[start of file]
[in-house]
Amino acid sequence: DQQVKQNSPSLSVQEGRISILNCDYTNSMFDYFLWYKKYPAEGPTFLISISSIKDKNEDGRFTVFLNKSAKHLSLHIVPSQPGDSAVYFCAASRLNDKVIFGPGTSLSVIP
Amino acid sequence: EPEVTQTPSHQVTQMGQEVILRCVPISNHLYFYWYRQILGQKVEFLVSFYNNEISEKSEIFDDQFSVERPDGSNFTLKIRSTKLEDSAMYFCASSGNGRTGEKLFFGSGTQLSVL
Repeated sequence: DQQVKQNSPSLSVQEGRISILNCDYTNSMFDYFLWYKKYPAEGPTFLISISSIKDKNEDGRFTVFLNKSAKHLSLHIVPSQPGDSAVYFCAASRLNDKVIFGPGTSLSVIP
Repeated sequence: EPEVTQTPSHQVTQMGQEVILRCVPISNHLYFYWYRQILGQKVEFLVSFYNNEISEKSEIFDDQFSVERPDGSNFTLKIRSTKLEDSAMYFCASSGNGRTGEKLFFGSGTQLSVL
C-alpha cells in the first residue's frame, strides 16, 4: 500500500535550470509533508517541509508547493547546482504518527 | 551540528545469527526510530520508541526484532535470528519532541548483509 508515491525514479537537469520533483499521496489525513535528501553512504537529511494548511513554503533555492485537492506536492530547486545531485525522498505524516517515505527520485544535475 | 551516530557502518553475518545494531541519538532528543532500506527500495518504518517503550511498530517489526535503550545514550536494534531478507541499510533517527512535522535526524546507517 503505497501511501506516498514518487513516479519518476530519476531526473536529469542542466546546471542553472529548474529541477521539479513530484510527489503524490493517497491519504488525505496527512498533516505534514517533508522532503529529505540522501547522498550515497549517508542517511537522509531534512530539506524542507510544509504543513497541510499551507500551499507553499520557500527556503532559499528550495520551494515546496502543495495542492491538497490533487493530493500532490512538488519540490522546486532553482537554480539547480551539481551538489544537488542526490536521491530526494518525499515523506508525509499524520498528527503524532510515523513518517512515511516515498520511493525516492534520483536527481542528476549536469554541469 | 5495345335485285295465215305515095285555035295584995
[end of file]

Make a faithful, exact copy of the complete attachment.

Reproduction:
[in-house]
Amino acid sequence: DQQVKQNSPSLSVQEGRISILNCDYTNSMFDYFLWYKKYPAEGPTFLISISSIKDKNEDGRFTVFLNKSAKHLSLHIVPSQPGDSAVYFCAASRLNDKVIFGPGTSLSVIP
Amino acid sequence: EPEVTQTPSHQVTQMGQEVILRCVPISNHLYFYWYRQILGQKVEFLVSFYNNEISEKSEIFDDQFSVERPDGSNFTLKIRSTKLEDSAMYFCASSGNGRTGEKLFFGSGTQLSVL
Repeated sequence: DQQVKQNSPSLSVQEGRISILNCDYTNSMFDYFLWYKKYPAEGPTFLISISSIKDKNEDGRFTVFLNKSAKHLSLHIVPSQPGDSAVYFCAASRLNDKVIFGPGTSLSVIP
Repeated sequence: EPEVTQTPSHQVTQMGQEVILRCVPISNHLYFYWYRQILGQKVEFLVSFYNNEISEKSEIFDDQFSVERPDGSNFTLKIRSTKLEDSAMYFCASSGNGRTGEKLFFGSGTQLSVL
C-alpha cells in the first residue's frame, strides 16, 4: 500500500535550470509533508517541509508547493547546482504518527 | 551540528545469527526510530520508541526484532535470528519532541548483509 508515491525514479537537469520533483499521496489525513535528501553512504537529511494548511513554503533555492485537492506536492530547486545531485525522498505524516517515505527520485544535475 | 551516530557502518553475518545494531541519538532528543532500506527500495518504518517503550511498530517489526535503550545514550536494534531478507541499510533517527512535522535526524546507517 503505497501511501506516498514518487513516479519518476530519476531526473536529469542542466546546471542553472529548474529541477521539479513530484510527489503524490493517497491519504488525505496527512498533516505534514517533508522532503529529505540522501547522498550515497549517508542517511537522509531534512530539506524542507510544509504543513497541510499551507500551499507553499520557500527556503532559499528550495520551494515546496502543495495542492491538497490533487493530493500532490512538488519540490522546486532553482537554480539547480551539481551538489544537488542526490536521491530526494518525499515523506508525509499524520498528527503524532510515523513518517512515511516515498520511493525516492534520483536527481542528476549536469554541469 | 5495345335485285295465215305515095285555035295584995